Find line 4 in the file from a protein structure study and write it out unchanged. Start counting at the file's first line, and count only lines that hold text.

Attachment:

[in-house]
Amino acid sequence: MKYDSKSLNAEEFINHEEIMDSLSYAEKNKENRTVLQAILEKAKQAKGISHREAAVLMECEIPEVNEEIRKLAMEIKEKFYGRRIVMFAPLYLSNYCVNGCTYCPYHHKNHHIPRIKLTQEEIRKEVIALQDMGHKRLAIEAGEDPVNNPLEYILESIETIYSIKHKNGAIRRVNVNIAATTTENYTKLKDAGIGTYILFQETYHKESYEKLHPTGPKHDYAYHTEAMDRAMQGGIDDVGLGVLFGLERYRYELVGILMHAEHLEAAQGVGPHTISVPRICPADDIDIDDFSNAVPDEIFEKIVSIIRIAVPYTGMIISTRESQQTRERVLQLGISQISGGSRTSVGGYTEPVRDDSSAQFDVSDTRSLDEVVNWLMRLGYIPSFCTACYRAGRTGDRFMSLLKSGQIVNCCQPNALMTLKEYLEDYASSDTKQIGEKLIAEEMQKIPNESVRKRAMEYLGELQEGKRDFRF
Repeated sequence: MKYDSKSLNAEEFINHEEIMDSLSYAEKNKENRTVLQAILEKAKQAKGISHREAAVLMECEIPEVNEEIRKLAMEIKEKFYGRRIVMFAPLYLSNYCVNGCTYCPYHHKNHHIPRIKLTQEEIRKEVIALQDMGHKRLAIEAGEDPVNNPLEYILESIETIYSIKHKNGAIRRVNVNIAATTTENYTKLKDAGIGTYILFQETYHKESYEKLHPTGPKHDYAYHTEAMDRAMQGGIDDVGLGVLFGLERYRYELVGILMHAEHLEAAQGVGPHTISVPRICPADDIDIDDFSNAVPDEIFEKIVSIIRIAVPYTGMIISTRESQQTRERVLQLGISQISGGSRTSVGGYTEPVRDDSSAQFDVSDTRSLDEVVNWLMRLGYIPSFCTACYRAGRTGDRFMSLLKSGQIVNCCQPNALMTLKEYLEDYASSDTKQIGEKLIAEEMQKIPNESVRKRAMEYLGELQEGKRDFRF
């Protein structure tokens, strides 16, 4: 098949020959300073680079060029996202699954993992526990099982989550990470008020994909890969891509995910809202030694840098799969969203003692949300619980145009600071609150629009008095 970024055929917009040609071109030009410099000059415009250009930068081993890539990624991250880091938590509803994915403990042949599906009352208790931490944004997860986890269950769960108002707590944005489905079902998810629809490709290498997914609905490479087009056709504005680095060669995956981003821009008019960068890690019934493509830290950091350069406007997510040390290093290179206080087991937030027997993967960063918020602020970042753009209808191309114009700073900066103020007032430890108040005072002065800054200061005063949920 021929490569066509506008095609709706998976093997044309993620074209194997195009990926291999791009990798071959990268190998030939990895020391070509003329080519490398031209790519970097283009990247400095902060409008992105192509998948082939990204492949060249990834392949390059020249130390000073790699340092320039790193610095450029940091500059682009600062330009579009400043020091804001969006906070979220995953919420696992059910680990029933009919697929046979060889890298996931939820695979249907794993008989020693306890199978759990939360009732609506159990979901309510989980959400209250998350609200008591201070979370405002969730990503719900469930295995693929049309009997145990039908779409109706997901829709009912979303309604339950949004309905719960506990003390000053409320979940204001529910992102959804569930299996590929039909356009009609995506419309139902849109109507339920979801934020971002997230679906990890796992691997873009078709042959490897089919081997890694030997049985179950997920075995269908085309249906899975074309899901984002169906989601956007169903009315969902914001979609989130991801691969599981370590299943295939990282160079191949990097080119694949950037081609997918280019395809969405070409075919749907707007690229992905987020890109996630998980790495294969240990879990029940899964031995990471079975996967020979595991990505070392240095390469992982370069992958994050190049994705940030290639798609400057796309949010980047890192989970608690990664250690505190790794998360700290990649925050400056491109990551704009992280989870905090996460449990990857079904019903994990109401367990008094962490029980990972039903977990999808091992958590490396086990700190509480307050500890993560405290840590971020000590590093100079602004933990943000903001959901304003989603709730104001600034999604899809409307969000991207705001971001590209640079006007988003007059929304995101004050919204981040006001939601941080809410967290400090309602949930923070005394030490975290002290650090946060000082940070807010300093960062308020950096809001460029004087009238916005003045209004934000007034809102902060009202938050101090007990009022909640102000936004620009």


């Protein structure tokens, strides 16, 4: 098949020959300073680079060029996202699954993992526990099982989550990470008020994909890969891509995910809202030694840098799969969203003692949300619980145009600071609150629009008095 970024055929917009040609071109030009410099000059415009250009930068081993890539990624991250880091938590509803994915403990042949599906009352208790931490944004997860986890269950769960108002707590944005489905079902998810629809490709290498997914609905490479087009056709504005680095060669995956981003821009008019960068890690019934493509830290950091350069406007997510040390290093290179206080087991937030027997993967960063918020602020970042753009209808191309114009700073900066103020007032430890108040005072002065800054200061005063949920 021929490569066509506008095609709706998976093997044309993620074209194997195009990926291999791009990798071959990268190998030939990895020391070509003329080519490398031209790519970097283009990247400095902060409008992105192509998948082939990204492949060249990834392949390059020249130390000073790699340092320039790193610095450029940091500059682009600062330009579009400043020091804001969006906070979220995953919420696992059910680990029933009919697929046979060889890298996931939820695979249907794993008989020693306890199978759990939360009732609506159990979901309510989980959400209250998350609200008591201070979370405002969730990503719900469930295995693929049309009997145990039908779409109706997901829709009912979303309604339950949004309905719960506990003390000053409320979940204001529910992102959804569930299996590929039909356009009609995506419309139902849109109507339920979801934020971002997230679906990890796992691997873009078709042959490897089919081997890694030997049985179950997920075995269908085309249906899975074309899901984002169906989601956007169903009315969902914001979609989130991801691969599981370590299943295939990282160079191949990097080119694949950037081609997918280019395809969405070409075919749907707007690229992905987020890109996630998980790495294969240990879990029940899964031995990471079975996967020979595991990505070392240095390469992982370069992958994050190049994705940030290639798609400057796309949010980047890192989970608690990664250690505190790794998360700290990649925050400056491109990551704009992280989870905090996460449990990857079904019903994990109401367990008094962490029980990972039903977990999808091992958590490396086990700190509480307050500890993560405290840590971020000590590093100079602004933990943000903001959901304003989603709730104001600034999604899809409307969000991207705001971001590209640079006007988003007059929304995101004050919204981040006001939601941080809410967290400090309602949930923070005394030490975290002290650090946060000082940070807010300093960062308020950096809001460029004087009238916005003045209004934000007034809102902060009202938050101090007990009022909640102000936004620009």